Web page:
Council approves 2022 Operating Budget with 5.52 per cent tax increase

(Gazette file photo)



Prince Edward County Council has approved the final tax supported Operating Budget for this term of council. After two and half days of deliberation, the $67 million Operating Budget was approved.

This budget will bring a 5.52 per cent tax increase to the County, or a 3.81 per cent tax increase after assessment growth. In other words, there will be a $33.07 increase on an average assessment of $100,000.

Prince Edward County Mayor Steve Ferguson. (Jason Parks/Gazette Staff)

“The 2022 operating budget supports the delivery of a wide range of programs and services. Throughout the budget process, members of Council and staff did their utmost to balance the priorities of our community while at the same time addressing areas of significant concern such as the physician shortage and road rehabilitation,” said Mayor Steve Ferguson.

Budget highlights include $150,000 to help attract physicians to the County and the development of a municipal pilot project aimed at alleviating some financial hardship for low-income households.

This new financial relief program is aimed at helping renters and homeowners alike. There are two streams through which residents can apply:

  • Qualifying tenants who pay for water and wastewater services can apply for a credit of up to $250 on their water bill.

  • Qualifying home owners can apply for a credit of up to $500 on their property tax account.

The County Foundation will be administering the pilot program on behalf of the municipality. Funds for the program will come from unspent community grant money in the 2021 municipal operating budget. Intake for the program is expected to open May 15, 2022.

Other highlights include:

  • $843,824 transferred to the reserve to fund road work in future years, with $220,000 of that total coming from higher than expected Municipal Accommodation Tax revenue.

  • $200,000 in additional funding for the maintenance of gravel (loose top) roads.

  • $412,000 toward the redevelopment of Prince Edward County Memorial Hospital in 2022, the latest instalment of the $4.5 million pledge that the municipality made in 2018.

  • $150,000 to support the operations of the Prince Edward County Affordable Housing Corporation.

  • $243,169 in total for the three streams of the Municipal Community Grants Program administered by The County Foundation ($189,716 for grants over $5,000; $38,453 for in-kind grants; and, $15,000 for grants under $5,000)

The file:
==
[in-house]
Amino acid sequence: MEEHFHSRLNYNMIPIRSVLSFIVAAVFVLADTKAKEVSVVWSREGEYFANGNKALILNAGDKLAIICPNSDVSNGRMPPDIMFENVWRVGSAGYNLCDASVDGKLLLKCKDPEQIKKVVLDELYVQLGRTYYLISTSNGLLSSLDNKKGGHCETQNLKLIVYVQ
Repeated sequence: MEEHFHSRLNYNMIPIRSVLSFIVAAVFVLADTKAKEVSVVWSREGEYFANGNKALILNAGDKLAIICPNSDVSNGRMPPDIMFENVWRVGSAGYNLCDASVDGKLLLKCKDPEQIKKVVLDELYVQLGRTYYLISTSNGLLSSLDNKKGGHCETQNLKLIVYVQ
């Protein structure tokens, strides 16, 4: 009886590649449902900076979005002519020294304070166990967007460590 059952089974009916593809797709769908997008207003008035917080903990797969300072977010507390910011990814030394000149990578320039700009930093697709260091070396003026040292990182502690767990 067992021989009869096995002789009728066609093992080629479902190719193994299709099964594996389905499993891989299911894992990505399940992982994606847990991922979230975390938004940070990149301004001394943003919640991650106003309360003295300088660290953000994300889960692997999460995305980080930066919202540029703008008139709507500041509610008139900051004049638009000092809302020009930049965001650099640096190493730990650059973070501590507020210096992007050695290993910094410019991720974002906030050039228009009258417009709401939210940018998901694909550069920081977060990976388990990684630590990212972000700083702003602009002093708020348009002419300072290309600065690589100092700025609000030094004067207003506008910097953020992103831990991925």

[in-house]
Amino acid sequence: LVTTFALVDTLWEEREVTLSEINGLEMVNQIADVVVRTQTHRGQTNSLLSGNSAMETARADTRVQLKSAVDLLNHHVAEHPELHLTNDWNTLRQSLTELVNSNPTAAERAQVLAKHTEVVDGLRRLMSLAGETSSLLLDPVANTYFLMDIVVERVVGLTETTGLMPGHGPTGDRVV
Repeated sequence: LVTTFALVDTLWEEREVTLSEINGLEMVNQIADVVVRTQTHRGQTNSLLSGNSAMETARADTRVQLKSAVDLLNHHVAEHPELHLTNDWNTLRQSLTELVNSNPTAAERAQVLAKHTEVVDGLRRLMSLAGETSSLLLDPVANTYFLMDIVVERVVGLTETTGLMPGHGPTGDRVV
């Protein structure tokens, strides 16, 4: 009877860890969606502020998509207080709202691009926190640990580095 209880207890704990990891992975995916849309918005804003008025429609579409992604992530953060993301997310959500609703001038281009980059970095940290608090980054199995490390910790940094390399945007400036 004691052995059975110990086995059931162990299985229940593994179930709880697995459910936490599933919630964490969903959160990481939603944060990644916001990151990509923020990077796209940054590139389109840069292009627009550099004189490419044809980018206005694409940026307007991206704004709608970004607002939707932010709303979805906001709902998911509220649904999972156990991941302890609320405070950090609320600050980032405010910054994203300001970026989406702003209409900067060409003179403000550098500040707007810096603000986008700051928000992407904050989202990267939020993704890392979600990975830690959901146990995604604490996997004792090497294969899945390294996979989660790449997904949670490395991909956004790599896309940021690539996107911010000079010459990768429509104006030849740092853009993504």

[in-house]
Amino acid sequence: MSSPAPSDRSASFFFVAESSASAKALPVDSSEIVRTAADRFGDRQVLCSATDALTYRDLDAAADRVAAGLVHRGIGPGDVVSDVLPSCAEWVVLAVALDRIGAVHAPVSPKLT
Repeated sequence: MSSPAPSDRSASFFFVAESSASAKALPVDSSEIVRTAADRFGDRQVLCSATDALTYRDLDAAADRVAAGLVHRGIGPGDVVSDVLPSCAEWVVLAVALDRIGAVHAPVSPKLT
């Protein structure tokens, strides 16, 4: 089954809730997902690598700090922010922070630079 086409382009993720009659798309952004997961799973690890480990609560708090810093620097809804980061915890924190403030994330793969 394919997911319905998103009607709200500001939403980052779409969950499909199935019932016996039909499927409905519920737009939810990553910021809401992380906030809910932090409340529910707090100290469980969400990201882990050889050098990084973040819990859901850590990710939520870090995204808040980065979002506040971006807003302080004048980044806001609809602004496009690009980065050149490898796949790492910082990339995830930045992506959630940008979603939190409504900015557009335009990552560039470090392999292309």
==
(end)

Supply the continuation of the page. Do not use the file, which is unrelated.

Before council approved the final operating budget, Councillor Brad Nieman expressed concern about money being thrown at three items: a 1.5 per cent increase to the Capital Sustainability Reserve, roadside sweeping and gravel road rebuilding.

Brad Nieman. (Jason Parks/Gazette Staff)

“The last couple years have been pretty tight. Without the pandemic, it’s always been tight in the County,” said Nieman. “We’ve always had high tax rates but the last couple we kept them low, and people were happy with it. We have right now a 5.52 per cent tax hike. I think when it came to us it was 0.9 per cent.”

Nieman stressed the financial difficulty individuals and businesses have encountered due to the pandemic. In light of the hardships faced by many the last two years, he argued the items in question were not necessary expenditures.

“So staff brought us something to keep us in line with what we had asked for and what the public wanted, because there’s people who have not been able to work; businesses shut down that haven’t been able to reopen until recently. They’re trying to get back on their feet,” Nieman argued. “Do we really need to sweep the side of the road? Is that really going to help us at all? No. I’m never going to support this kind of increase in tax levy because I don’t think it’s justified and I’m almost certain the public twill say the same thing.”

Councillor Janice Maynard suggested that, while there is an increase to the tax levy, there other factors at play that could lessen that burden, for example lack of property assessment since 2020 and the aforementioned Municipal Financial Relief Program.

Councillor Phil Prinzen was in agreement with Nieman and seconded his move to vote on the items in question.

Ultimately, all items up for consideration were voted to stay in the budget.